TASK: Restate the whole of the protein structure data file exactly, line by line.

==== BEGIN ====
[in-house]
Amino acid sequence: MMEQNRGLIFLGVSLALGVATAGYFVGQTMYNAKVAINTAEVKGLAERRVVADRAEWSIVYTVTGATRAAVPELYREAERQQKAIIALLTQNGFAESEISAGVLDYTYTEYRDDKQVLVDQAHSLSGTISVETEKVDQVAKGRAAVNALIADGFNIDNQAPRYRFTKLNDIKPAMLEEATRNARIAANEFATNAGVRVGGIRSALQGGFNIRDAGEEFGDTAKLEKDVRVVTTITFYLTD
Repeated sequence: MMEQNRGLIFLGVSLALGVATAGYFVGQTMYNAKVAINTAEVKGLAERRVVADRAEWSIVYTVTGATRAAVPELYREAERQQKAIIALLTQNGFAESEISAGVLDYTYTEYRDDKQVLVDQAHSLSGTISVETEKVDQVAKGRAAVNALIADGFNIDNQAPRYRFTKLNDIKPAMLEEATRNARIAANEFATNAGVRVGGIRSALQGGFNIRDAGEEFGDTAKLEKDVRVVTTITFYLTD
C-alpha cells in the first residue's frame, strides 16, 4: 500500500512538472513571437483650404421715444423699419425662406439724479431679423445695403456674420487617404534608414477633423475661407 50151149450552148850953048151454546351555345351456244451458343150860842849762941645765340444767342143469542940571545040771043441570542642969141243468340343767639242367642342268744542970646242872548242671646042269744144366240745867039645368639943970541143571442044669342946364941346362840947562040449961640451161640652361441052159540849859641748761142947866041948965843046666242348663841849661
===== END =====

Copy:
[in-house]
Amino acid sequence: MMEQNRGLIFLGVSLALGVATAGYFVGQTMYNAKVAINTAEVKGLAERRVVADRAEWSIVYTVTGATRAAVPELYREAERQQKAIIALLTQNGFAESEISAGVLDYTYTEYRDDKQVLVDQAHSLSGTISVETEKVDQVAKGRAAVNALIADGFNIDNQAPRYRFTKLNDIKPAMLEEATRNARIAANEFATNAGVRVGGIRSALQGGFNIRDAGEEFGDTAKLEKDVRVVTTITFYLTD
Repeated sequence: MMEQNRGLIFLGVSLALGVATAGYFVGQTMYNAKVAINTAEVKGLAERRVVADRAEWSIVYTVTGATRAAVPELYREAERQQKAIIALLTQNGFAESEISAGVLDYTYTEYRDDKQVLVDQAHSLSGTISVETEKVDQVAKGRAAVNALIADGFNIDNQAPRYRFTKLNDIKPAMLEEATRNARIAANEFATNAGVRVGGIRSALQGGFNIRDAGEEFGDTAKLEKDVRVVTTITFYLTD
C-alpha cells in the first residue's frame, strides 16, 4: 500500500512538472513571437483650404421715444423699419425662406439724479431679423445695403456674420487617404534608414477633423475661407 50151149450552148850953048151454546351555345351456244451458343150860842849762941645765340444767342143469542940571545040771043441570542642969141243468340343767639242367642342268744542970646242872548242671646042269744144366240745867039645368639943970541143571442044669342946364941346362840947562040449961640451161640652361441052159540849859641748761142947866041948965843046666242348663841849661